“There’s gold in them hills. So don’t lose heart, give the day a chance to start.”
– Ron Sexsmith
The Steens Mountain from the Alvord Desert, Oregon, October 2018. A 10 shot panorama, taken with the Nikon D800, stitched with Lightroom.
After a 7 hour drive from Portland, I got to the desert just after sundown. With no real visible light, I parked my car on the dry lake bed and pitched my tent. The sky was overcast but there was no wind, so I didn’t even bother trying to stake down my tent into the sun-baked ground (although, I’m not sure I would’ve been able to if I tried).
The sun-baked desert
Unfortunately, it didn’t stay wind free. At about 5am the winds began lifting the edge of my tent up and would’ve been blown across the desert like a giant tumbleweed if I wasn’t frantically sprawled out to hold my tent down. But it wasn’t all bad… It got me up in time to see this slice of light falling on the nearby hillsides as I was packing up my tent.
The Steens Mountain, as seen from the Alvord Desert.
All packed up…
Cracking the desert up with my dry sense of humor
Taken back in October 2015, when I camped near Kalaloch Beach in Olympic National Park in Washington State on my Nikon D700, f/2.8 at 14mm.
There’s a lot of things I love about gifs, but one of the things is that it allows you to capture a passage of time that you just can’t with a static image. This is 5 shots, each 20 seconds, of the Milky Way as it moves through the sky over the pacific ocean, over about a period of 2 minutes.
I don’t know if I can say enough about the night sky. People often ask whether or not it actually looked like this. And it’s hard to say “well, not quite”. Sure with it being a long exposure, it captures the milky way a little more brilliantly than may be seen with the naked eye, but that doesn’t necessarily mean that it’s not actually the way it looks. There is so much of this scene that can’t be captured by just our eyes, or even captured by a photo.
Sometimes we just assume that only the things the rods and cones can detect are what is real, but there are parts of the spectrum that aren’t visible to us but are there nonetheless.
Anyway, I’m not sure what I’m trying to say here, except, yes, these photos are real, and they’re spectacular.
From our trip overseas back in March. Took the Hairy Coo tour to the Scottish Highlands and got to see the Doune Castle. Yeah, that’s right, the same one seen in Monty Python and the Holy Grail. Snagged this pic of the fellas enjoying themselves in front of the castle… just as the gate was closing.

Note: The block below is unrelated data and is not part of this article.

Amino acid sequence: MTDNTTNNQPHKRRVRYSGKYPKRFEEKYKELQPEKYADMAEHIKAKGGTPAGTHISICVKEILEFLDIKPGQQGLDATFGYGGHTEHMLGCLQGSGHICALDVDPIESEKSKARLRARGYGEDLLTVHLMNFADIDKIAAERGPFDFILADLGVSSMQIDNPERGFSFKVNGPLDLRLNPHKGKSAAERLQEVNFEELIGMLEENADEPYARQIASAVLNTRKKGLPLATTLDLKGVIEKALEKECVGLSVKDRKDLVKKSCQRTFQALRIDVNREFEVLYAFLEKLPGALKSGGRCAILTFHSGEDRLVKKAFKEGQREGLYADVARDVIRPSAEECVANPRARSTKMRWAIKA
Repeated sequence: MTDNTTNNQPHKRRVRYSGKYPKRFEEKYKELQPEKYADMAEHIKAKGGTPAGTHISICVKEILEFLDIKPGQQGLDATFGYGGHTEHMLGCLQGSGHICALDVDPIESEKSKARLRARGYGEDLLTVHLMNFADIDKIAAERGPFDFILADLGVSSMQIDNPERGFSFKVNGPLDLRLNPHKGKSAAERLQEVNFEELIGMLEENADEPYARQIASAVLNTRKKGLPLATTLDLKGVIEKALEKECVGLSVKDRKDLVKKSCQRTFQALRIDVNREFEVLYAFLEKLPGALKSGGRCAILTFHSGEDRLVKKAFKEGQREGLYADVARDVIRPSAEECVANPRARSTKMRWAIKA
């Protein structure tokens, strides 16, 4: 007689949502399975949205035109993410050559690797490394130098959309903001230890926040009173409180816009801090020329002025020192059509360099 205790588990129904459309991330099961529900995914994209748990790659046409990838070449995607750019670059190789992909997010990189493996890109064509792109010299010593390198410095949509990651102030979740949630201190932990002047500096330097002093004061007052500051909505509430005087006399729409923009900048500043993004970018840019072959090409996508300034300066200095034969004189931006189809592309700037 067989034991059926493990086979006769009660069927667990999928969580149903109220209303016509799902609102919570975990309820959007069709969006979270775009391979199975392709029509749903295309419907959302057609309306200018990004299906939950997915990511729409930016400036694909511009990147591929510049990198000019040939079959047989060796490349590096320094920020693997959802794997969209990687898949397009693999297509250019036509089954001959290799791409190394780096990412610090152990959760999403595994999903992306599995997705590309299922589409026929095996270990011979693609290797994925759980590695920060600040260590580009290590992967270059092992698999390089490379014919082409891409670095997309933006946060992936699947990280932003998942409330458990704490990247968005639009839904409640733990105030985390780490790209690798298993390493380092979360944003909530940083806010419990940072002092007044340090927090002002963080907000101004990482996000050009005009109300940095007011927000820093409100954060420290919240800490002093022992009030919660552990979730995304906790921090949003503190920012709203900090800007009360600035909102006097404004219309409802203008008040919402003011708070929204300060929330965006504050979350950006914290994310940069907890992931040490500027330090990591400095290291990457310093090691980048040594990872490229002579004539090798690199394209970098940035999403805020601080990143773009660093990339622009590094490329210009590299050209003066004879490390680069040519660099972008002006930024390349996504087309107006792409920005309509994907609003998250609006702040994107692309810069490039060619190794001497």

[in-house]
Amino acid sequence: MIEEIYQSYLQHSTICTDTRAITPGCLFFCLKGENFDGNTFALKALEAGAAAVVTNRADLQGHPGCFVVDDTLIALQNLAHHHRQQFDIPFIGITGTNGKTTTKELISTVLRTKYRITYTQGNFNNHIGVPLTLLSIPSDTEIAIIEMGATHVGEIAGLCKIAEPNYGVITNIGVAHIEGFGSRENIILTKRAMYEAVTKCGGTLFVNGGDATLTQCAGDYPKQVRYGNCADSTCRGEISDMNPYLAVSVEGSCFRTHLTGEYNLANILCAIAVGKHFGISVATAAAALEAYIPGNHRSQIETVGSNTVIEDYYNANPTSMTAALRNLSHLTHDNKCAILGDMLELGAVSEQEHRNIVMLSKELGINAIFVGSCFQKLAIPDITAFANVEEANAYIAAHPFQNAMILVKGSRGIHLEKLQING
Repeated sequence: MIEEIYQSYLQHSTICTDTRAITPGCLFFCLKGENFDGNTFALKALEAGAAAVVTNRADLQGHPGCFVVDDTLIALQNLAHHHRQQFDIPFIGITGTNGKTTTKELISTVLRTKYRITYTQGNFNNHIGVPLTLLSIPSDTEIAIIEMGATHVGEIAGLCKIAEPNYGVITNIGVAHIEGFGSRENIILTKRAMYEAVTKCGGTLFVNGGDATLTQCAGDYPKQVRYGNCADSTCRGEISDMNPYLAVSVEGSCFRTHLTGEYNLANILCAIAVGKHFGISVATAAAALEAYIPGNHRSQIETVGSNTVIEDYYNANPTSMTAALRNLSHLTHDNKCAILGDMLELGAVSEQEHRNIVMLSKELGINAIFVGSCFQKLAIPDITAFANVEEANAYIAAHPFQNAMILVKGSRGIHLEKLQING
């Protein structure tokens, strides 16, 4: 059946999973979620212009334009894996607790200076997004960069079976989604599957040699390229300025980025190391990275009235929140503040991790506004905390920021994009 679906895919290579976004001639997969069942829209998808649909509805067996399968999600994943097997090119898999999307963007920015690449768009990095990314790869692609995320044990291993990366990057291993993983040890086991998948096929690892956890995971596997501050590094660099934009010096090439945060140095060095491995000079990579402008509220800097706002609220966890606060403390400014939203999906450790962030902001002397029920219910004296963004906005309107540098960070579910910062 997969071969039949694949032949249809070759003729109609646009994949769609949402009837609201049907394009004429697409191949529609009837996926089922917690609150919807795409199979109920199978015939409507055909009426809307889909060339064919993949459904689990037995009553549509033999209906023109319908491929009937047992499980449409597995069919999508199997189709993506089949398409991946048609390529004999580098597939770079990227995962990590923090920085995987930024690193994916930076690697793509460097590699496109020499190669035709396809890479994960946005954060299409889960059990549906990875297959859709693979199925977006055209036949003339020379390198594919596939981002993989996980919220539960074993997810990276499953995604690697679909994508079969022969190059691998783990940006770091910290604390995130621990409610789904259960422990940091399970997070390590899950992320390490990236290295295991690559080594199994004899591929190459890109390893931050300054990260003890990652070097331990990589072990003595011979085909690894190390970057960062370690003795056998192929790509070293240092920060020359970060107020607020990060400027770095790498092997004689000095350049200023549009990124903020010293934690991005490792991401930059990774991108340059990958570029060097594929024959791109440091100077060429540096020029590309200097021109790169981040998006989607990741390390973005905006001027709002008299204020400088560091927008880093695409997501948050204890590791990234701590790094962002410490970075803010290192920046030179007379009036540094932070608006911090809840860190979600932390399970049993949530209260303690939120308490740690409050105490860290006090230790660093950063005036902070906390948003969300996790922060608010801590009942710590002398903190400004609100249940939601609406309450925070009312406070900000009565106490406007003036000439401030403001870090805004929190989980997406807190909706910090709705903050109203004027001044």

I aligned this photoshop, and since I used a wide angle lens, you can see the difference in distortion causing the whole castle to wiggle between frames.
Just steps from my campsite at Ohanapecosh Campground in Mt. Rainier National Park, you can find the Ohanapecosh river.
Taken at dusk, back in October of 2015, using a polarizing filer. Really makes a difference to cut some reflections in the water to get that clarity for long exposure shots. Just thinking about it, and looking at this photo makes me want to get back out into the wilderness, and hear the soothing sounds of running water.
As a bonus, here’s a short timelapse of me setting up camp:
Where was one of your favorite places you’ve camped?
I took this photo 4 years ago in Paris, France, and I just found this sitting in draft form on my wordpress. (So consider this a #TBT, throwback Thursday.) The composition isn’t superb; the right side is lacking in something interesting, so it makes the image seem a little off-balance. What I really like about it is the timing. I’m impressed I was able to capture the image with with the gap in the train cars framing the fella in the back. I couldn’t tell you exactly what is happening with that dude, but hey, I like it.
I really liked that 20mm lens; it was small and compact, and at f/2.8, pretty dang fast. It does some weird distortions, so it’s not great for architecture or anything with a lot of straight lines, but you can fix some of that in post. But it’s great for discreet photos like this where you want a wide angle without standing out with a huge lens, and you can hand hold these slower shutter speeds without too much visible camera shake.